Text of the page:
McGehee's period in Japan paid off, and on December 18, 2013, McGehee signed a one-year, $1.1 million deal with the Miami Marlins to start at third base. McGehee hit his first Marlins home run on May 10, despite hitting .309 with 23 RBI in 36 games before. It was in Miami that Casey earned his nickname "Hits McGehee". It is a play on a joke from the movie Anchorman. In 159 games of 2014, McGehee grounded into an MLB-leading 31 double plays while batting .289 with 4 home runs and 76 RBI, winning the Major League Baseball Comeback Player of the Year Award for the National League.
San Francisco Giants
On December 19, 2014, McGehee was traded to the San Francisco Giants in exchange for minor league pitchers Kendry Flores and Luis Castillo. He was designated for assignment on May 24. On May 26, McGehee accepted an assignment to the Giants AAA team, the Sacramento River Cats, but was promoted up a couple weeks later after batting .357 (15-for-42) with two homers and three doubles. He was designated for assignment again on June 30.
McGehee is married to wife, Sarah, and has two children, 8-year old son, Mackail (Mack), and 5-year-old daughter, Cooper Reese. Mack has Cerebral palsy. They met in Jackson, Tennessee where Sarah lived and Casey played for the minor league West Tennessee Diamond Jaxx.
- "Chicago Cubs add six players to active roster". MLB.com. September 1, 2008. Retrieved November 4, 2009.
- "Weeks out for '09 with wrist tear". ESPN.com. Associated Press. May 19, 2009. Retrieved November 4, 2009.
- "McGehee sets Brewers Record with 9 straight hits", the Baseball Page
- "Casey McGehee Statistics and History". Baseball-Reference.com. Retrieved October 3, 2011.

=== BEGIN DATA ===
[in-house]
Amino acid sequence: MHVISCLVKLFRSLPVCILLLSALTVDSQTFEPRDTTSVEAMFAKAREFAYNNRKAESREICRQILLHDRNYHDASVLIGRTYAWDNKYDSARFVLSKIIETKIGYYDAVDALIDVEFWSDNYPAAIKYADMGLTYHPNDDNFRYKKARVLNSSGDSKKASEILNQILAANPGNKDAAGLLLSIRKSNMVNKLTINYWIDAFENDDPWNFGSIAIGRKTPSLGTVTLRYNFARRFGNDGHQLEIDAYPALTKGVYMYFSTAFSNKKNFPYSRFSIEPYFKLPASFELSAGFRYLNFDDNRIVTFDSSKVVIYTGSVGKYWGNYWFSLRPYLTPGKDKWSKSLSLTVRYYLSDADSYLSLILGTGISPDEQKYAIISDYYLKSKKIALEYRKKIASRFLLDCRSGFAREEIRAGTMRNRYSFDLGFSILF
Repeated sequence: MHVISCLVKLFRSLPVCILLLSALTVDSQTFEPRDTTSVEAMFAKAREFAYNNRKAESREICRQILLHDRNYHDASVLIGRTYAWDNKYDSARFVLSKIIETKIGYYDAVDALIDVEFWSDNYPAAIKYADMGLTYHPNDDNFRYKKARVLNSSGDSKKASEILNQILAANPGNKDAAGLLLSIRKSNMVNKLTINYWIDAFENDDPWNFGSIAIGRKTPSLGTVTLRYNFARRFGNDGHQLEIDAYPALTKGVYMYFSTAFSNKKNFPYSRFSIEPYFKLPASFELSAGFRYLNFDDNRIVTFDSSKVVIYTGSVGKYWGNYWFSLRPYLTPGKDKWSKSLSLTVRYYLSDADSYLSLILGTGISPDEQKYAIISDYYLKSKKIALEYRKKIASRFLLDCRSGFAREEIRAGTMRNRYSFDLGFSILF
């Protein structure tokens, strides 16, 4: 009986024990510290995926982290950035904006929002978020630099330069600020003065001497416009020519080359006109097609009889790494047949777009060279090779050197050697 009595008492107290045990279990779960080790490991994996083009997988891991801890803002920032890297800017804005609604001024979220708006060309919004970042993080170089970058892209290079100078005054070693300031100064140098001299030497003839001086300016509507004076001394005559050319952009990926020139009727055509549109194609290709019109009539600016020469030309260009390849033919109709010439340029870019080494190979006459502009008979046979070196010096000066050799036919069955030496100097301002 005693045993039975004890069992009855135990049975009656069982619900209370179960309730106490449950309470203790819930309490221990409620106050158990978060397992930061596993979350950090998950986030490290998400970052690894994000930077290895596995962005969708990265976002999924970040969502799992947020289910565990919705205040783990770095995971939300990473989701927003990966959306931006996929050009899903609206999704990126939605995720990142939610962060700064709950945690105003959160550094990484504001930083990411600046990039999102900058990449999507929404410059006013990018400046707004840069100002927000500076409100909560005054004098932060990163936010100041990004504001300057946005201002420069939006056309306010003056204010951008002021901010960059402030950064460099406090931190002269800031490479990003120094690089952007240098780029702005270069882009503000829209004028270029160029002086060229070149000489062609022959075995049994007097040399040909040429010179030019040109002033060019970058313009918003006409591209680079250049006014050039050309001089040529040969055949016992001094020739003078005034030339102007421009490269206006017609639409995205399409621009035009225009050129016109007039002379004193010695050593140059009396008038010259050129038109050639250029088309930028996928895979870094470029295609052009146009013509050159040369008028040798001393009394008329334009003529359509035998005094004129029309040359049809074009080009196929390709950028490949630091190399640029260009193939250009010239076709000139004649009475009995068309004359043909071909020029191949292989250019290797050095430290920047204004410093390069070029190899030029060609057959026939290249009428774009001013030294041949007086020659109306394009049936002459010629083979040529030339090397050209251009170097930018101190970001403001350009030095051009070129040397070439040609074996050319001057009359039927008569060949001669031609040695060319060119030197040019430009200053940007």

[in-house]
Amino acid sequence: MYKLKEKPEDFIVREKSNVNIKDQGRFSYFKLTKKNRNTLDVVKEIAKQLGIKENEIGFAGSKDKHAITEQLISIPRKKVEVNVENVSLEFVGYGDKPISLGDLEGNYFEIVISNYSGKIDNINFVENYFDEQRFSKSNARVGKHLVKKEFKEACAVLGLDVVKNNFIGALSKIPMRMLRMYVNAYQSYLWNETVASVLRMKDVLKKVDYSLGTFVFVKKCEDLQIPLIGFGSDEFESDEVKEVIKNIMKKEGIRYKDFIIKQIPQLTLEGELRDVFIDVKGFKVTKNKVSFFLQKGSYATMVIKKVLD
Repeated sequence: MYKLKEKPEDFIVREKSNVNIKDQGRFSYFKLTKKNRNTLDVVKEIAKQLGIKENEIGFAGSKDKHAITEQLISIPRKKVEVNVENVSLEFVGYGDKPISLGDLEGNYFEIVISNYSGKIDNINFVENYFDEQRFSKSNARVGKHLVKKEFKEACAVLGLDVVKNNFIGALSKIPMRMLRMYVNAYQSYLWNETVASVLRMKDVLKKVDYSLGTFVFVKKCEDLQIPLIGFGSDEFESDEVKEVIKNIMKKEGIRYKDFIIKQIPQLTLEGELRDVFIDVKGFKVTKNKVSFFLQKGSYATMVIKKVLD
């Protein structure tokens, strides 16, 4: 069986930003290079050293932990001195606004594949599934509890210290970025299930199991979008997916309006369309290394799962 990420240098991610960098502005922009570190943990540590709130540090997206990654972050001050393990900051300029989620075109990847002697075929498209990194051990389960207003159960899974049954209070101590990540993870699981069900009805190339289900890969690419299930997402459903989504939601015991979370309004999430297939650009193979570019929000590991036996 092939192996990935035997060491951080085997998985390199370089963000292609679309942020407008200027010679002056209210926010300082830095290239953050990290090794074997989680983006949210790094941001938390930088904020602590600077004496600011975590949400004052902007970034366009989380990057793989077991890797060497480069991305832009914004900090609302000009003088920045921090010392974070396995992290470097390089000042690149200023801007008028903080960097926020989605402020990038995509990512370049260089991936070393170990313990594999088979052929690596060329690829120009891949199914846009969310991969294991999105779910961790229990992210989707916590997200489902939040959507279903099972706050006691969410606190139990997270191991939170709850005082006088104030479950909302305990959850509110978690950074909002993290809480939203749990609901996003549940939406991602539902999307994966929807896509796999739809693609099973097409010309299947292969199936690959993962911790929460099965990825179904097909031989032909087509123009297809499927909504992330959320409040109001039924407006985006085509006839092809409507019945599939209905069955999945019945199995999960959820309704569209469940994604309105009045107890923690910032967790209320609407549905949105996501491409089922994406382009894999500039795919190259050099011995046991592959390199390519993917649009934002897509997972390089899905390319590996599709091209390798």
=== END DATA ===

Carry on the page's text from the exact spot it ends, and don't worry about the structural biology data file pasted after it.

- Haudricourt, Tom (December 12, 2011). "Brewers trade McGehee for Veras". Milwaukee Journal Sentinel.
- Dierkes, Tim (July 31, 2012). "Pirates, Yankees Swap McGehee, Qualls".
- Axisa, Mike. "Yankees option Casey McGehee to Low-A Charleston". River Avenue Blues.
- Rakuten Eagles To Sign Casey McGehee
- Associated Press (December 20, 2014). "Giants trade for Casey McGehee". ESPN.com. Retrieved December 20, 2014.
- "Giants 3B McGehee designated for assignment". ESPN.com. Associated Press. May 24, 2015. Retrieved May 25, 2015.
- Schulman, Henry (May 25, 2015). "Giants Splash: The full story on Casey McGehee being cut from roster". San Francisco Chronicle. Retrieved May 25, 2015.
- Baggarly, Andrew (26 May 2015). "UPDATED: Casey McGehee accepts minor league assignment (with a twist), will report to Triple-A Sacramento". Mercury News. Retrieved 10 June 2015.
- Gitlin, Marty (5 June 2015). "Report: Giants recall 3B Casey McGehee from Triple-A". CBS Sports. Retrieved 10 June 2015.
- "Casey McGehee designated for assignment by Giants". ESPN.com. Associated Press. June 30, 2015. Retrieved July 1, 2015.
- Shearer, Kati (March 28, 2011). "Behind home plate through the eyes of Mrs. McGehee". Journal Sentinel. Milwaukee, Wisconsin. Retrieved May 25, 2015.
- Navarro, Manny (April 8, 2014). "Casey McGehee happy for new chance with Miami Marlins". Miami Herald.
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- Career statistics and player information from MLB, or ESPN, or Baseball-Reference, or Fangraphs, or The Baseball Cube, or Baseball-Reference (Minors)